Sauron continued to exist
In a 1968 interview, when discussing if he had met any Sauron characters in real life, Tolkien mentions that he "wouldn’t have liked to meet Sauron when his Ring had been destroyed", thus showing that he felt Sauron still existed.
Of course, there’s another thing, yes, yes, that is a power, yes, yes. People who’ve met some of the great characters [get] a sense of something which is nothing to do with them or their intellectual power. Yes. I wouldn’t have liked to meet Sauron when his Ring had been destroyed, very little exist[ed?]. [But] one does meet people like that. Fortunately the people I’ve met with this extraordinary will-power, which is quite unrelated to [any?] ideas, have nothing. Fortunately when I’ve met them they were fortunately not people with any particular desires, ambition or even sufficient intellect [?].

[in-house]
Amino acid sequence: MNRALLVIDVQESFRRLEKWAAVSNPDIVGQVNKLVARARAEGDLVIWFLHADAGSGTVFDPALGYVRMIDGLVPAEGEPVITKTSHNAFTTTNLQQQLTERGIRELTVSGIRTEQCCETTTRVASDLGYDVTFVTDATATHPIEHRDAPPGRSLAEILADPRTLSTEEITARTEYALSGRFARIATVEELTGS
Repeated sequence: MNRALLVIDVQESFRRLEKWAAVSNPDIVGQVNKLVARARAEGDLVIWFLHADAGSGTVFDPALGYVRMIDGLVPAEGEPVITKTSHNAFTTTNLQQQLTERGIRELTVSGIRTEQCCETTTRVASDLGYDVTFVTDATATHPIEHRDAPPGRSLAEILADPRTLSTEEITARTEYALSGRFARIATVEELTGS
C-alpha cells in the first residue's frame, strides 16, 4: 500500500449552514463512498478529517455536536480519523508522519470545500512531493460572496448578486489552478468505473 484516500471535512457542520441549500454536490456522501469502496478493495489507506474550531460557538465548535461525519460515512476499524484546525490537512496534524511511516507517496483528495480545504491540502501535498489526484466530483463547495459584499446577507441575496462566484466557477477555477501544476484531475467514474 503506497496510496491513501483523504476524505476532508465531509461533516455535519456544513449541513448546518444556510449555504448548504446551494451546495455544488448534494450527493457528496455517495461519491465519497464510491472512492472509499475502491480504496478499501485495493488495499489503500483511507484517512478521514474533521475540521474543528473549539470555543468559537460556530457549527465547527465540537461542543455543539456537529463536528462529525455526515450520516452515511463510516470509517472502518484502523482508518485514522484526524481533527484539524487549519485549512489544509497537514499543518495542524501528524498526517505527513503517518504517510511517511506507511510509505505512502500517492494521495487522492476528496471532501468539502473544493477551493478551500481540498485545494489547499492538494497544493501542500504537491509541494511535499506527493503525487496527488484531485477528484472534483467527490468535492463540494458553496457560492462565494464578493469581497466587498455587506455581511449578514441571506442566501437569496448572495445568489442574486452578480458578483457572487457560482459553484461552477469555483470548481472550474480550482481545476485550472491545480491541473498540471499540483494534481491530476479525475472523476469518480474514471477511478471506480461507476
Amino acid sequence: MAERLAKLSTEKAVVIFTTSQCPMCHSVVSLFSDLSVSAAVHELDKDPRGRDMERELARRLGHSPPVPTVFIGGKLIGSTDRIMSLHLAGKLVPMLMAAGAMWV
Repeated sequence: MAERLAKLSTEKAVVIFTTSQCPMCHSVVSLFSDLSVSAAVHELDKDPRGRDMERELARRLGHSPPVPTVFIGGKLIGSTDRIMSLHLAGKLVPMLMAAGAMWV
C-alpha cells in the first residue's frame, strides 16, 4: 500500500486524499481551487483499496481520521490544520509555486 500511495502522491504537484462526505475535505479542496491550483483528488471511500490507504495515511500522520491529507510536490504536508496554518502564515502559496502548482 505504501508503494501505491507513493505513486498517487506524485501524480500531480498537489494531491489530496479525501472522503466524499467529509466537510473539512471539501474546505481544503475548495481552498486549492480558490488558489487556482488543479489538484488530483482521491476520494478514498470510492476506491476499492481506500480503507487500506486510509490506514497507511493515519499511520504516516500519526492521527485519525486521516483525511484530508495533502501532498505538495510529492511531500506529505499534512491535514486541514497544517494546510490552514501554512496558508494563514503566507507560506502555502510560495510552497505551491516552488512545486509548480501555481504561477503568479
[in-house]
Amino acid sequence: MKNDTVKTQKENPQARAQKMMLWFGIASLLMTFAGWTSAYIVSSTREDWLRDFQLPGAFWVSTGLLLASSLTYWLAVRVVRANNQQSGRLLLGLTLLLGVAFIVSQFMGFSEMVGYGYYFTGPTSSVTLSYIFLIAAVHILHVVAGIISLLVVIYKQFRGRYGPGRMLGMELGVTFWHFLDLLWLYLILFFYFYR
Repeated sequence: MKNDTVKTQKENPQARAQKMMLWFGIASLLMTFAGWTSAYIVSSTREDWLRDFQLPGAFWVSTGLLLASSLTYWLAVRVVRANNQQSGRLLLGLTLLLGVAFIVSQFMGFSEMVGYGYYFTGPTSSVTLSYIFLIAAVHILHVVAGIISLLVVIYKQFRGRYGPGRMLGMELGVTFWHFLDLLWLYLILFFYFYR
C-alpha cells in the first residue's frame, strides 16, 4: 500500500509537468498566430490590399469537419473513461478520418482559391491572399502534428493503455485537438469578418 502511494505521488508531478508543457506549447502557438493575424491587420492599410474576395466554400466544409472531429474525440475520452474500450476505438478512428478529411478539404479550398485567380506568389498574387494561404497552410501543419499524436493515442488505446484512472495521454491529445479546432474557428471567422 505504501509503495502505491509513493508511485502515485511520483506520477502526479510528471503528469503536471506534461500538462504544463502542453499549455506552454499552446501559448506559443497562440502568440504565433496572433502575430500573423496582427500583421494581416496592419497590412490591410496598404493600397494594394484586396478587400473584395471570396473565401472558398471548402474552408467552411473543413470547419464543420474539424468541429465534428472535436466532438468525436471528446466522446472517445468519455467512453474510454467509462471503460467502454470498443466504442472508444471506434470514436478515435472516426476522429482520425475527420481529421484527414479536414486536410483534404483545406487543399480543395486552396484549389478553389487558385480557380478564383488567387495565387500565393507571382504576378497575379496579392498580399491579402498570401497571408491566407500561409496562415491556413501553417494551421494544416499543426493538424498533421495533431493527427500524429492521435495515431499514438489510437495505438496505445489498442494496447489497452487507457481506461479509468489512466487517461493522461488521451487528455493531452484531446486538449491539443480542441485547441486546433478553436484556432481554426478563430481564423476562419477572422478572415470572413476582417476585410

Lee, Stuart D. ""Tolkien in Oxford" (BBC, 1968): A Reconstruction." Tolkien Studies, vol. 15, 2018
This confirms Gandalf's speculation:
If he regains it, your valour is vain, and his victory will be swift and complete: so complete that none can foresee the end of it while this world lasts. If it is destroyed, then he will fall; and his fall will be so low that none can foresee his arising ever again. For he will lose the best part of the strength that was native to him in his beginning, and all that was made or begun with that power will crumble, and he will be maimed for ever, becoming a mere spirit of malice that gnaws itself in the shadows, but cannot again grow or take shape. And so a great evil of this world will be removed.
The Lord of the Rings - Book V Chapter 9 - "The Last Debate"